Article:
• EXPLAIN indicates “covering” by saying “Using index”.
  • “Using index condition” (alias ICP or Index Condition Pushdown) is a different optimization, often less useful.

Bottom line: That should have been the best way to write the query. Since it did not seem to be, let me ramble on about other possibilities.

How much I/O

If you are using InnoDB, what is the setting of innodb_buffer_pool_size. For larger machines, it should be about 70% or RAM.

Rule of Thumb: The data in a table or an index is stored in a BTree structure with about 100 ‘rows’ per 16KB leaf-node block.

A Covering index will do all the work in the index. For table_1, that is about 4 blocks to get the needed info. table_2 is messier to compute. It will probably involve 365 probes into the index, together with reading (and counting) some number of rows each.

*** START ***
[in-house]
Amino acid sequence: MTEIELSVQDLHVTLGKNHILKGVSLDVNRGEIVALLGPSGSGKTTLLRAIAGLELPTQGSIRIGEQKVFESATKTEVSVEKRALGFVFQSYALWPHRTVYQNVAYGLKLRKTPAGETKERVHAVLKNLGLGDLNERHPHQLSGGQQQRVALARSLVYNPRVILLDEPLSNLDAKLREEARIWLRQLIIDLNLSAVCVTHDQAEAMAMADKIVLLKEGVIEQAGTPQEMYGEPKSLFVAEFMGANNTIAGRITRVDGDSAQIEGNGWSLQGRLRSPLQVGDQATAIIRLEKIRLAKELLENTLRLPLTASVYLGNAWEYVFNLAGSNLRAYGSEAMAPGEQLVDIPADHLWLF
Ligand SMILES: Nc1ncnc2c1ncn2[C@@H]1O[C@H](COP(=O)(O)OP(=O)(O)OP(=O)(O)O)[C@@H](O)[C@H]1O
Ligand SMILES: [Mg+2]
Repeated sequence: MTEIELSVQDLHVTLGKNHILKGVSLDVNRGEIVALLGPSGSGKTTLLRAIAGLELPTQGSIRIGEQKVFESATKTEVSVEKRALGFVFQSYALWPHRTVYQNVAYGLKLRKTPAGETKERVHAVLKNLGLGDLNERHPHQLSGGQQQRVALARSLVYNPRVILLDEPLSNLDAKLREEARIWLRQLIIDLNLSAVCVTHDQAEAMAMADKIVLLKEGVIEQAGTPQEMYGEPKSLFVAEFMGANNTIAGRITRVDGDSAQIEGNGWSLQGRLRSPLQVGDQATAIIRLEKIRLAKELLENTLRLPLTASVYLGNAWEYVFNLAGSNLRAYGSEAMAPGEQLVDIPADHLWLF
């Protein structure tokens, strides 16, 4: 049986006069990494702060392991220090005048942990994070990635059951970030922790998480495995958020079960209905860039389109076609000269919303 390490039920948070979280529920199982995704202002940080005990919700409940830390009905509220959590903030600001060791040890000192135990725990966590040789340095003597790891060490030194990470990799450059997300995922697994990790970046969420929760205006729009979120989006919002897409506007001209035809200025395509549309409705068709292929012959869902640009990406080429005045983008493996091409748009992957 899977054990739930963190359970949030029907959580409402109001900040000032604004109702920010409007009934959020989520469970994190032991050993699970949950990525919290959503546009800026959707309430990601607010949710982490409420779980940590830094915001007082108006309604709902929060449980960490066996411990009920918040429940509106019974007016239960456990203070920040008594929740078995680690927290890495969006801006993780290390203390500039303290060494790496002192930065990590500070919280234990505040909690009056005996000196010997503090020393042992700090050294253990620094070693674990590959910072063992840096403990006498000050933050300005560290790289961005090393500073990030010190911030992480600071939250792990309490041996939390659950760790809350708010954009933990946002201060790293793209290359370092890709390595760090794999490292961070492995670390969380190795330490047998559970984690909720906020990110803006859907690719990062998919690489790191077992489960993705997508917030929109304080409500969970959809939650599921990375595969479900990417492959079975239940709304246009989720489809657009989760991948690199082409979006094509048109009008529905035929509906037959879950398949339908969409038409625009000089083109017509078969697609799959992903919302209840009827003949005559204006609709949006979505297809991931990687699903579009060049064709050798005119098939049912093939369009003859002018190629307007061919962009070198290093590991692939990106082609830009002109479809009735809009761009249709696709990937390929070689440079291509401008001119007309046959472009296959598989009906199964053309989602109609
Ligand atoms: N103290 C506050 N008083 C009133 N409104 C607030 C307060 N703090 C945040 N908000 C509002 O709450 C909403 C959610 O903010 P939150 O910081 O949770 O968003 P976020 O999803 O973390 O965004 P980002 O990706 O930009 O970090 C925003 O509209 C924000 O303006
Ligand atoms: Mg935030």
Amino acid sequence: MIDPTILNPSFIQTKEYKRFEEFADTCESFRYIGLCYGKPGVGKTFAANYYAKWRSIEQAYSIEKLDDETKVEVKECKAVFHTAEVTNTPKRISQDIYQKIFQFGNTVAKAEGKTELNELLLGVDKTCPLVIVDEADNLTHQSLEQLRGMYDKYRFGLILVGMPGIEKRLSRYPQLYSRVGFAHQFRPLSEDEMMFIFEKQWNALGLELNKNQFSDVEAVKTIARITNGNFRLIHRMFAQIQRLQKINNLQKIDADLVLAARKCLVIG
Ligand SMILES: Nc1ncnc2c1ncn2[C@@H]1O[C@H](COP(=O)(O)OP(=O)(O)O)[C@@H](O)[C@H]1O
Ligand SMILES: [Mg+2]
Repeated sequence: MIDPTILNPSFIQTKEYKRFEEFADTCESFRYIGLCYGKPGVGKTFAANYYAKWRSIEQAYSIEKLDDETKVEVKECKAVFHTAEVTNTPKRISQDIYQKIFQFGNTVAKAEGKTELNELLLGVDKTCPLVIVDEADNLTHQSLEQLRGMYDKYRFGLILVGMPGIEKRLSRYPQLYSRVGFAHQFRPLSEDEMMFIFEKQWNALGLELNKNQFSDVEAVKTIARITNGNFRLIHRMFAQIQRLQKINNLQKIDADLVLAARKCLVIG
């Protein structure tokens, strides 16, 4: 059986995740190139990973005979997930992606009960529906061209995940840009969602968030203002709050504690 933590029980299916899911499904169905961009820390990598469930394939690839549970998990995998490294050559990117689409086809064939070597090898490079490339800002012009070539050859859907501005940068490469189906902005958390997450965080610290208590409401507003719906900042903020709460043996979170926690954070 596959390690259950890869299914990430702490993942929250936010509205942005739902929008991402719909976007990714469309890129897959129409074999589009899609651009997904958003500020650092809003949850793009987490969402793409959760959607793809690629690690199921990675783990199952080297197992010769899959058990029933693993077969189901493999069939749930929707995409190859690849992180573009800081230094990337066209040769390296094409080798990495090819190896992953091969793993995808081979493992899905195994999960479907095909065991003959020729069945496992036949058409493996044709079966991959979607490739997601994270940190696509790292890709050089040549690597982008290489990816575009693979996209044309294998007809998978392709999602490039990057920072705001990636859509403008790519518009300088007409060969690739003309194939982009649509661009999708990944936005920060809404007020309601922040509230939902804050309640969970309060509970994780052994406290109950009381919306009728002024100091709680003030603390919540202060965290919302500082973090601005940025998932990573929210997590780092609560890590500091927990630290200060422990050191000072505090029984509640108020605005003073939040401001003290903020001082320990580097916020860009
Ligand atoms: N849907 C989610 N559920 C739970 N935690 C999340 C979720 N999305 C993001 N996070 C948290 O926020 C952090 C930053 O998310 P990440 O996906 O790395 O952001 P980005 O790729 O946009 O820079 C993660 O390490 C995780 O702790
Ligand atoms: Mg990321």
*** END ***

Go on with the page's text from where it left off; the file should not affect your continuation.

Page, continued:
You cannot get the query to run any faster other than with shrinking datatypes, adding RAM, using a Summary table, etc. — various things that you cannot control from the indexes or the formulation of the query.

Effect of LIMIT, etc

Any of these can change the EXPLAIN. Please focus on whatever matches your real query:

  • ORDER BY + LIMIT leads to a significant optimization wherein it can avoid gathering all the data, then sorting.
  • Adding columns to the SELECT — This is likely to kill the “covering” that I am taking advantage of. This can lead to a significant de-optimization. It would have to bounce between the index BTree and the data BTree, usually more than doubling the work.
  • If the filtering (WHERE) hits more than an estimated 20% of the table, the Optimizer will probably ignore the index and simply do a table scan (to avoid the bouncing).
  • And many more.

Fair timing

I brought up the buffer_pool_size and the details of the operation, because it sounded like the timings you took may not have been using a “warm” cache. Please run each query twice (with the Query cache turned off or bypassed); take the second timing. It will give you a fair comparison.